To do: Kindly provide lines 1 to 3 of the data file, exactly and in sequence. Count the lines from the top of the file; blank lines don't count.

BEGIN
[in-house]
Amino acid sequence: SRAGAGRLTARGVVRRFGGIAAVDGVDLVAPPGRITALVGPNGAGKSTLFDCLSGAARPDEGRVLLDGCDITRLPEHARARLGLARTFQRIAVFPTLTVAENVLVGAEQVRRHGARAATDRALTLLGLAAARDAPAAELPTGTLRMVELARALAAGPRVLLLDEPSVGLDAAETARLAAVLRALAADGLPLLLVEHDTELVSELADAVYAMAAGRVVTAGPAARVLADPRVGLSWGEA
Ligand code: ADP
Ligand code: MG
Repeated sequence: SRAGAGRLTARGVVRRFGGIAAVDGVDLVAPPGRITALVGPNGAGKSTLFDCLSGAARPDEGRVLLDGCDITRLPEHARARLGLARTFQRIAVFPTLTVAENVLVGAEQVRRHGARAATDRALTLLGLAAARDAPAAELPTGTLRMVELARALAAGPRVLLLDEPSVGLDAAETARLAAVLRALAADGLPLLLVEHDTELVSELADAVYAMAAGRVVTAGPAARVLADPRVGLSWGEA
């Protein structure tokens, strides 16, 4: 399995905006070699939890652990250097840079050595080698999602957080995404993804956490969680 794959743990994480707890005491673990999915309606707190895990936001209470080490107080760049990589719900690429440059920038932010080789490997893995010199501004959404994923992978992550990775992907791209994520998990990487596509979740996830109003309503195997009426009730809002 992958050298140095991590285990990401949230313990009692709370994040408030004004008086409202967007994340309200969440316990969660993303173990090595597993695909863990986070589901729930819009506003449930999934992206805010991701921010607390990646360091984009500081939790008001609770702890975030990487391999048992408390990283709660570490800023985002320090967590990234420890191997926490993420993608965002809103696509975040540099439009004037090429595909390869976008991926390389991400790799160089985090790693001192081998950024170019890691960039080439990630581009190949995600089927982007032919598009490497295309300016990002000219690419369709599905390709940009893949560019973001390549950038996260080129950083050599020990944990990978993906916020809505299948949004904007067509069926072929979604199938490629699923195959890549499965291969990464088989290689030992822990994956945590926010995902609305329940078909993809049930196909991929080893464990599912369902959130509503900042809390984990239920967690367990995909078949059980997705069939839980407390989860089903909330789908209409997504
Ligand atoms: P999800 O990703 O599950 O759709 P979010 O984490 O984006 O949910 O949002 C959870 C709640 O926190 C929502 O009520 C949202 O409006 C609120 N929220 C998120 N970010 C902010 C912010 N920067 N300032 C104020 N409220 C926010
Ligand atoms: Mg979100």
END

[in-house]
Amino acid sequence: SRAGAGRLTARGVVRRFGGIAAVDGVDLVAPPGRITALVGPNGAGKSTLFDCLSGAARPDEGRVLLDGCDITRLPEHARARLGLARTFQRIAVFPTLTVAENVLVGAEQVRRHGARAATDRALTLLGLAAARDAPAAELPTGTLRMVELARALAAGPRVLLLDEPSVGLDAAETARLAAVLRALAADGLPLLLVEHDTELVSELADAVYAMAAGRVVTAGPAARVLADPRVGLSWGEA
Ligand code: ADP